11. When I was maybe 4 or 5, I was visiting an aunt and uncle, and noticed my aunt had a bag of old clothes to be used as cleaning rags. I picked one of my uncle’s pajama tops that had a pattern I liked. When I got home I asked my mom to show me how to sew, because I wanted to make my Barbie doll an outfit. She showed me how to cut fabric and stitch by hand. Worst outfit ever, but it fit and I was excited because it was clothing and I made it! Fast forward to about age 6 or so, mom finally got a basic sewing machine. She only had it to do repairs and such, she was never crafty. I wasn’t allowed neat it, because it was machinery and had a sharp needle. She kept it in their walk-in bedroom closet. I sneaked the instruction book, read it, and went in there while mom was busy one day, plugged it in and tried sewing something…that was it! Ever since I have been a sewer, knitter, crocheter, jewelry designer…all sorts of things, and I love it! She had no idea I had been sewing until 6 years later when I went into Home Economics at the age of 12, and had no problem using her machine to complete my school projects. I guess one could say, it was in my blood…I am the only person in my family that has these creative traits.

  12. I always loved watching my mom sew, and I knew I wanted to sew too. She would give me scraps of fabric, thread and needle and let me play. I remember making a blouse for my Barbie and some felt clothes for my troll doll (remember those?). In 1970, when my grandparents were visiting, and I was turning 14, we girls (Grandma, Mom, my sister and I) decided to spend our time embroidering quilt squares. Mom had quite a stash of embroidery floss, and enough needles to go around. I think Grandma bought the fabric for the squares and an envelop of iron-on embroidery designs. We spent hours on those squares. I sewed them all together and we made my a quilt for my sister. Now it was my turn. I drew a simple 70’s style flower, and we used yellow and brown yarn to embroider my design onto blue hopsack fabric squares. Before we were finished Grandma and Grandpa had to go home. Grandma took several of the squares home with her and said she would finish them. Fast forward 1986. Grandma finally sent me the finished squares. I moved those squares with me everywhere, but never made the quilt. Fast forward 2007: I had just quit my job and was in the garage doing laundry. There were the squares – out of whatever I had them in – as though begging me to finish my quilt. And that’s what I did. 37 years later – I have my quilt.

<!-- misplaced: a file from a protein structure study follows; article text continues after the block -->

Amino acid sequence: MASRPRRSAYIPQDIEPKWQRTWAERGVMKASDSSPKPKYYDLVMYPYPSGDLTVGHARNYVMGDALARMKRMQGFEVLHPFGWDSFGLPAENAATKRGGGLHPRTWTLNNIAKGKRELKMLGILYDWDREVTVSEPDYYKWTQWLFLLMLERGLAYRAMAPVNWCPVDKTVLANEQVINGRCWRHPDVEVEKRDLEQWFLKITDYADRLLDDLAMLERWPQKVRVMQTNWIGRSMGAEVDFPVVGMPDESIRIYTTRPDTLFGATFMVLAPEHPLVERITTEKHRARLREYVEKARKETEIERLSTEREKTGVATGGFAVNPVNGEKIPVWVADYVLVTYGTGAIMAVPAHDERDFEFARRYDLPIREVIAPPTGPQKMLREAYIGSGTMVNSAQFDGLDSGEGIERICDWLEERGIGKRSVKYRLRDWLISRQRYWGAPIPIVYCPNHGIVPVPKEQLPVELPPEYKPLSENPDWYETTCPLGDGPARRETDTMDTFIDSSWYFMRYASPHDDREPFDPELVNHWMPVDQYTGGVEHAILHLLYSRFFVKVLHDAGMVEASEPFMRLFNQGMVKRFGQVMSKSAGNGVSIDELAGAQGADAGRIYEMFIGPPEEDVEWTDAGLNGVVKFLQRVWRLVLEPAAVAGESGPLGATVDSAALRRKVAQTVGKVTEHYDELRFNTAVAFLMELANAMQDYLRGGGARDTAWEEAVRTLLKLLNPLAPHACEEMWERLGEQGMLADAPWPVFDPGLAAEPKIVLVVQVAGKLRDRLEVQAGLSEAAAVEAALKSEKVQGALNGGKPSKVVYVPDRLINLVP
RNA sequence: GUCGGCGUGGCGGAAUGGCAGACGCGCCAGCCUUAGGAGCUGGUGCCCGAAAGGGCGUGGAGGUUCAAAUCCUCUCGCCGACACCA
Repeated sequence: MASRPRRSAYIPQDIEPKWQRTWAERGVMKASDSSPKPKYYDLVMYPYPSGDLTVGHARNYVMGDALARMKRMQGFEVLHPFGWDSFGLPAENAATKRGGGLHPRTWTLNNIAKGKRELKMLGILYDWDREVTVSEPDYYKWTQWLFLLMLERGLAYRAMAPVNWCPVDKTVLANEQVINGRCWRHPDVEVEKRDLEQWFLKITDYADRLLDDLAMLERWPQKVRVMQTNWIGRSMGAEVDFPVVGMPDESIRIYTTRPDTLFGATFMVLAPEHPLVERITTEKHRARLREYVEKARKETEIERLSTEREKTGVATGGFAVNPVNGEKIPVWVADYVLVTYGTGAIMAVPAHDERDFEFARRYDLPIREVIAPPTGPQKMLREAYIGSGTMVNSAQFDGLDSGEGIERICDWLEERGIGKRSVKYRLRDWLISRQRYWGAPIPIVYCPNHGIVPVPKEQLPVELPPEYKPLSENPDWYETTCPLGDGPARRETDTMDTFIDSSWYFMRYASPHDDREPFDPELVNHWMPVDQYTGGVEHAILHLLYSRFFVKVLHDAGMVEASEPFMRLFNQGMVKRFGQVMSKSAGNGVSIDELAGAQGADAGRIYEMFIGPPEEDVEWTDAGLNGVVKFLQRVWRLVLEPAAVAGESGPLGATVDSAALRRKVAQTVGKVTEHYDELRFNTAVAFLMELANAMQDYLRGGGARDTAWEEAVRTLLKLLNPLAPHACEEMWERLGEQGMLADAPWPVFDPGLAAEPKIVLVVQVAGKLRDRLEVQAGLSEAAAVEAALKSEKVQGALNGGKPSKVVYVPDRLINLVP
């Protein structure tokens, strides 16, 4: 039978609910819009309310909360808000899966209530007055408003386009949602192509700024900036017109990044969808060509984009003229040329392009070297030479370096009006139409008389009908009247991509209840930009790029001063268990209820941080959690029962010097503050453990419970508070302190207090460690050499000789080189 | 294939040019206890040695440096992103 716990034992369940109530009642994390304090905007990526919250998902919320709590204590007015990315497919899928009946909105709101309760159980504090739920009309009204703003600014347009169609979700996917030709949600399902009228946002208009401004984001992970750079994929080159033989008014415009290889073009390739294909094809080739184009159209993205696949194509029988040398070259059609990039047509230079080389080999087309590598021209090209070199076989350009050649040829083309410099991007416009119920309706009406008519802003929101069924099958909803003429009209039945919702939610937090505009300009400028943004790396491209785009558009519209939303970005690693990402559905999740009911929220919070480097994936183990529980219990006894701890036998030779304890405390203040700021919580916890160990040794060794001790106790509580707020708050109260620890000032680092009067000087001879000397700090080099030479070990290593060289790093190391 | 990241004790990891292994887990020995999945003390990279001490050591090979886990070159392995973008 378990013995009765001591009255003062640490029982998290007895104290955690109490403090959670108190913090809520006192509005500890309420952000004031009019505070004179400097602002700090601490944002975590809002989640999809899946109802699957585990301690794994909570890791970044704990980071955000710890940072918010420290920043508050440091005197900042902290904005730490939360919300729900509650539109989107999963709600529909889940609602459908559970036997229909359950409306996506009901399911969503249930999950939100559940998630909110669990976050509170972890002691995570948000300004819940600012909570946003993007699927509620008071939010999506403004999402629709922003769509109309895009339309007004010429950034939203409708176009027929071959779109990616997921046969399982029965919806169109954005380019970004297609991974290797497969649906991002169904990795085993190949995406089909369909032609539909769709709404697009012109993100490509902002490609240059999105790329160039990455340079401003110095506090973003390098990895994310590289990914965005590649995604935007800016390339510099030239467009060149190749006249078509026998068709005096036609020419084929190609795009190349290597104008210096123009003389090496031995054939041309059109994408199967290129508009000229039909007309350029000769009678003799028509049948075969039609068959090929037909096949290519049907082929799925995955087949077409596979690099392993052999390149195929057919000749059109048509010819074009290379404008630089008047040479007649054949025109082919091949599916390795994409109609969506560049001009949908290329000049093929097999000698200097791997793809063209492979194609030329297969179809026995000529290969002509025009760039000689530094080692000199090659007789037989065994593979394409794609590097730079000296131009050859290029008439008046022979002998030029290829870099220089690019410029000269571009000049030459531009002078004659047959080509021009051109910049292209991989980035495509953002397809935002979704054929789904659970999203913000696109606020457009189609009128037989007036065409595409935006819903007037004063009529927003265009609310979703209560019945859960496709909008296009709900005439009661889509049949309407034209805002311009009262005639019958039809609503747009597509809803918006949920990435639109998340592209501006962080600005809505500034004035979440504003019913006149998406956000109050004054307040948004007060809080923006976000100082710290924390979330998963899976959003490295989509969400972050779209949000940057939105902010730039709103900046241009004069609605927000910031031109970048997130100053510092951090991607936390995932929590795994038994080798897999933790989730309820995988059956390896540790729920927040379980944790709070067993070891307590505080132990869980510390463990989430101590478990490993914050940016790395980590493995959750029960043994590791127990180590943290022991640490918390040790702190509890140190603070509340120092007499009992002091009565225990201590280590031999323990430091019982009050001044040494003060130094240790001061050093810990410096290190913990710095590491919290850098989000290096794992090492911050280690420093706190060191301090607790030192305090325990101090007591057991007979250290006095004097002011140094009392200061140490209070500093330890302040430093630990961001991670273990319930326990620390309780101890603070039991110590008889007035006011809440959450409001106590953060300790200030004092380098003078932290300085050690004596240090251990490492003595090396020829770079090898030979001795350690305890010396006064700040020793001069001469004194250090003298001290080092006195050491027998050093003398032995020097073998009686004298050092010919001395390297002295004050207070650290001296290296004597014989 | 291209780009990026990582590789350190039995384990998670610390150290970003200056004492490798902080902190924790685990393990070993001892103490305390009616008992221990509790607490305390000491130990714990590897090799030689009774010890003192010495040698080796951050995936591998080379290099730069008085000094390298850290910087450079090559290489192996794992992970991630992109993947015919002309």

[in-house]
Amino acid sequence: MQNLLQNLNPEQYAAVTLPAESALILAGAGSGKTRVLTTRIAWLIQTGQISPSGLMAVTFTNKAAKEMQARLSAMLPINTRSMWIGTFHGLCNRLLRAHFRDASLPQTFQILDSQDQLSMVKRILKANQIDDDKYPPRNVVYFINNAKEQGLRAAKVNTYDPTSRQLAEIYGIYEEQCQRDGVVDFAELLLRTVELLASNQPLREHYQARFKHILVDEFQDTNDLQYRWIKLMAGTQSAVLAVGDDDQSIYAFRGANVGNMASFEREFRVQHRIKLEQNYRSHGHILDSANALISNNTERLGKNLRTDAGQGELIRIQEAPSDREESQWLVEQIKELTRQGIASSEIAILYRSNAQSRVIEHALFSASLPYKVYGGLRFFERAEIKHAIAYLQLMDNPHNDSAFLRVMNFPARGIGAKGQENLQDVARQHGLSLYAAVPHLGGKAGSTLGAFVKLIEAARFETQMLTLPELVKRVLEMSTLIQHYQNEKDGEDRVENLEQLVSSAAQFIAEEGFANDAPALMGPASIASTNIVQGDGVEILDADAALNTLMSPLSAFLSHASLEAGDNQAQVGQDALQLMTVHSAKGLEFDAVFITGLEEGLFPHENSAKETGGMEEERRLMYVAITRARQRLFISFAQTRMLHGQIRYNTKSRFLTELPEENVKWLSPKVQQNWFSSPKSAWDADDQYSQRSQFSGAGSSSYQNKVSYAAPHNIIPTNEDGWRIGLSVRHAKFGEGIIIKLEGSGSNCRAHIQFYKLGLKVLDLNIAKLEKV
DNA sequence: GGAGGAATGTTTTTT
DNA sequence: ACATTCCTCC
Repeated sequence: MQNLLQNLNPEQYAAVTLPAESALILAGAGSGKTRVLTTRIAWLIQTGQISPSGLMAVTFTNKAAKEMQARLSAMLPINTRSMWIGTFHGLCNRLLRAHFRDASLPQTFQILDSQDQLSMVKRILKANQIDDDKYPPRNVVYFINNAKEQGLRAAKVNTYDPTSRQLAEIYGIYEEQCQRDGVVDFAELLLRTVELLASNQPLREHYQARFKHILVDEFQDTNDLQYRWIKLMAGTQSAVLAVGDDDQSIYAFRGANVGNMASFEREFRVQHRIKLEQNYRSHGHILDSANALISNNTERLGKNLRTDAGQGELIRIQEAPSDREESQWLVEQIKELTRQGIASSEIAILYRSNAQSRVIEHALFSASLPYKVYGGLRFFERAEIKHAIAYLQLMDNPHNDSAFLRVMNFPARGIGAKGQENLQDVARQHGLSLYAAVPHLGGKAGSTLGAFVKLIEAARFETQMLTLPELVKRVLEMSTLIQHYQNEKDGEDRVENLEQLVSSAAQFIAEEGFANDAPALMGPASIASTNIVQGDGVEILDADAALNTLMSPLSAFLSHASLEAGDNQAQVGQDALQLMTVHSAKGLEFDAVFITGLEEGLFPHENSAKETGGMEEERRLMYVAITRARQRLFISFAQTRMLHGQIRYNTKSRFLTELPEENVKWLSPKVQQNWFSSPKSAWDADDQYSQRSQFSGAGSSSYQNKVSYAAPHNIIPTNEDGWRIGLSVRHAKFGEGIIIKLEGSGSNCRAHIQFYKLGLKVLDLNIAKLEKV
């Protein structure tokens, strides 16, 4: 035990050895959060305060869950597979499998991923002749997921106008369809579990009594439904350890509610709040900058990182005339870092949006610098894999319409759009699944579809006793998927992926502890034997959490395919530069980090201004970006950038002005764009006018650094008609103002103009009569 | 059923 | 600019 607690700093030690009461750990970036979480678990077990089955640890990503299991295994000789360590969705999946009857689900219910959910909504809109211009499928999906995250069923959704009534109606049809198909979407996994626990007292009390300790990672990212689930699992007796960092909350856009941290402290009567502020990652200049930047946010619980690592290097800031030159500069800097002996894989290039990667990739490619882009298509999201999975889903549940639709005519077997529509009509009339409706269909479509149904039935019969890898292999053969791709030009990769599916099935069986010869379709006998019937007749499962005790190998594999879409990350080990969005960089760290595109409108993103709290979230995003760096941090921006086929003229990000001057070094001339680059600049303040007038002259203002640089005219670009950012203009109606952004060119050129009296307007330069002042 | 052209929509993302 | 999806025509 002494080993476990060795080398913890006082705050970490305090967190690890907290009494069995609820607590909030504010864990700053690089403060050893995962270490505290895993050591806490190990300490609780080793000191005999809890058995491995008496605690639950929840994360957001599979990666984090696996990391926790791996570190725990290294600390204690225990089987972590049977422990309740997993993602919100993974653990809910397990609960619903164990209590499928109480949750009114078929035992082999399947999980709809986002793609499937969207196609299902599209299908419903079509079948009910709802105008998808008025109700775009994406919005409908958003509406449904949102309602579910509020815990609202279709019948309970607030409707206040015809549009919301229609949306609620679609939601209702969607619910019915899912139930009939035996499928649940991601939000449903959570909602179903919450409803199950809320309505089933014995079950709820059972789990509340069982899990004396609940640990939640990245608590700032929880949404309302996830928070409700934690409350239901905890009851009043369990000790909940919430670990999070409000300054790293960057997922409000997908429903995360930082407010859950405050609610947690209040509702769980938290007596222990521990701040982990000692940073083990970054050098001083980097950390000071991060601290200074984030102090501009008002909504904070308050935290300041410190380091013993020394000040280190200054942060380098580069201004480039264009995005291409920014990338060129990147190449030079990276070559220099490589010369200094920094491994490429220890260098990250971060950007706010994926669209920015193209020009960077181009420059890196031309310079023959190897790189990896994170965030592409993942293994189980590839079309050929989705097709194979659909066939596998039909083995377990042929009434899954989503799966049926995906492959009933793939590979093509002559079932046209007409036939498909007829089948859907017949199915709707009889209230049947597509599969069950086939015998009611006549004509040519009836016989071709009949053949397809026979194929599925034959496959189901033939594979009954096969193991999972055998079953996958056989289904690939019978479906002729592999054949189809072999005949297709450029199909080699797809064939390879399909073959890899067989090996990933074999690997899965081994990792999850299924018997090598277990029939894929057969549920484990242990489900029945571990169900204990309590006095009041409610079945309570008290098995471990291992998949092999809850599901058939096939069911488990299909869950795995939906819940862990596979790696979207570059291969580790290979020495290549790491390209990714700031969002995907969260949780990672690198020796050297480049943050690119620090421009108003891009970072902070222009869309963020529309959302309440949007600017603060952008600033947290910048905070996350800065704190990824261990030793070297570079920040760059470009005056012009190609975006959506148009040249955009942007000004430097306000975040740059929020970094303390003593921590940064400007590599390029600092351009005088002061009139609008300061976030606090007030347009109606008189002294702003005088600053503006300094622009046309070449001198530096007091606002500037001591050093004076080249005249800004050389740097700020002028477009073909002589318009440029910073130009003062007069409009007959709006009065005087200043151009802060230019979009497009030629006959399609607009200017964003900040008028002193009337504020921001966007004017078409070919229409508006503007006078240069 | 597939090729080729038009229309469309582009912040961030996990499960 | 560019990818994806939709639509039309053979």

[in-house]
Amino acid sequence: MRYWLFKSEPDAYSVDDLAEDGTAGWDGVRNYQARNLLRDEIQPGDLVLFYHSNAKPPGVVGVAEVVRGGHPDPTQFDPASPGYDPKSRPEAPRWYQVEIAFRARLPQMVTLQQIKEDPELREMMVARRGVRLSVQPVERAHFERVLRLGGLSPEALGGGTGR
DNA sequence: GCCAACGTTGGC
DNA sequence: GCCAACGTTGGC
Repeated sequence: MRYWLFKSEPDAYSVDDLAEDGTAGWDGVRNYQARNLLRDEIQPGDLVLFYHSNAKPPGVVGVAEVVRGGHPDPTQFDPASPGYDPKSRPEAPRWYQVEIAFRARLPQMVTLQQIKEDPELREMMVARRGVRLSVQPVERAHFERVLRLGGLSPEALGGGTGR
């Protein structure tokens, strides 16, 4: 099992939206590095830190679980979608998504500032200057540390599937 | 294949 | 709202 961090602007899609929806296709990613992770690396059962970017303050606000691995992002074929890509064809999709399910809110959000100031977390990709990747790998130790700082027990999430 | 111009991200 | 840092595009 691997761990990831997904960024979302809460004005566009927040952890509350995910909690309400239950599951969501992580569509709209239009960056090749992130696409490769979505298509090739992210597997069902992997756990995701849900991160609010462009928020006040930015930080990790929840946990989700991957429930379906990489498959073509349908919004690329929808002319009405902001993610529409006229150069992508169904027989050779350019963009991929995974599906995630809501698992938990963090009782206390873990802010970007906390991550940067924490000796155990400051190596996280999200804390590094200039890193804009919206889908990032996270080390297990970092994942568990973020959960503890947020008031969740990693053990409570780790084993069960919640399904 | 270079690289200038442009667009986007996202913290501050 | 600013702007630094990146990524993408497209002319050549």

13. When I was small, my sisters and brothers went to school leaving me at home. My Mother during cold weather, would set up her quilting frame and invited several ladies over to quilt; often alternating the quilts the ladies made. Being young I would get under the quilt and play as they would quilt, which did not please them at all. So, my Mother got out a little leather seated rocker and started me on embroidery work. At the age of four years, I completed my first piece of embroidery. Later Mother would remove the thread, bobbins etc. from sewing machine, provide me with paper and let me run the machine. I learned alot from Mother, and have sewed all my life, as well as other needle crafts. Such good memories I hav of days long gone.

  14. My Mother taught me to sew, knit, crochet, embroider and cook. She was such an inspiration to me. In Home Economics class in grade school, one assignment was to do hand-stitching on a piece of fabric, practicing a hem stitch and a straight stitch. I got an “A” on mine. After my Mother passed away, I got her big console cabinet sewing machine, filled with her sewing supplies. As I was going through it, I saw a little rolled up piece of white cloth. It was my sewing project from grade school! She had kept it all these years! It also has a piece of paper pinned on it with my hand-written name. I now have not only a sample of my early stitching practice, but also a sample of my early handwriting. I was 54 when she passed away. It is again rolled up and stashed in her sewing cabinet, and there it will stay. It touches my heart that she was proud enough of me to keep it all those years. She was 86 when she passed away.